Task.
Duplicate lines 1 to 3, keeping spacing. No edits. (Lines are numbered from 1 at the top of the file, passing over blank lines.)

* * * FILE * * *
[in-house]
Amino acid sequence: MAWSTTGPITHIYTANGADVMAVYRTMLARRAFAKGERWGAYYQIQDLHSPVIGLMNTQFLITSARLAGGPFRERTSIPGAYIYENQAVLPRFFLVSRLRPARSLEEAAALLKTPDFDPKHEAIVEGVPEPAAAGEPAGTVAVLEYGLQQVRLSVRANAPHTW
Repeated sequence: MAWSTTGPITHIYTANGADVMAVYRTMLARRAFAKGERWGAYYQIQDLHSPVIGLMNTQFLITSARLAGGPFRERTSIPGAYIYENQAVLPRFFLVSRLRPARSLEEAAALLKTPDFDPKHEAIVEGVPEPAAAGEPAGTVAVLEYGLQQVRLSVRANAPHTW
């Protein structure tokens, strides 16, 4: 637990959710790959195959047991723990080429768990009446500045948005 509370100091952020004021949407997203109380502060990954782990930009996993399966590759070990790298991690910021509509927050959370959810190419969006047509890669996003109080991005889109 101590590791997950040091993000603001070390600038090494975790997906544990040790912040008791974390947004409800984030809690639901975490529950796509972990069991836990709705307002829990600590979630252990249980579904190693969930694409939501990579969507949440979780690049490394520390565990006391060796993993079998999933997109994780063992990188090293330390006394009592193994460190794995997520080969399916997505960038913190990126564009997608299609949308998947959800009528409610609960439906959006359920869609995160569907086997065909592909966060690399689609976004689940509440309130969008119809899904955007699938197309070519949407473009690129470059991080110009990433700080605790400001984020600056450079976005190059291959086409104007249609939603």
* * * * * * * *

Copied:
[in-house]
Amino acid sequence: MAWSTTGPITHIYTANGADVMAVYRTMLARRAFAKGERWGAYYQIQDLHSPVIGLMNTQFLITSARLAGGPFRERTSIPGAYIYENQAVLPRFFLVSRLRPARSLEEAAALLKTPDFDPKHEAIVEGVPEPAAAGEPAGTVAVLEYGLQQVRLSVRANAPHTW
Repeated sequence: MAWSTTGPITHIYTANGADVMAVYRTMLARRAFAKGERWGAYYQIQDLHSPVIGLMNTQFLITSARLAGGPFRERTSIPGAYIYENQAVLPRFFLVSRLRPARSLEEAAALLKTPDFDPKHEAIVEGVPEPAAAGEPAGTVAVLEYGLQQVRLSVRANAPHTW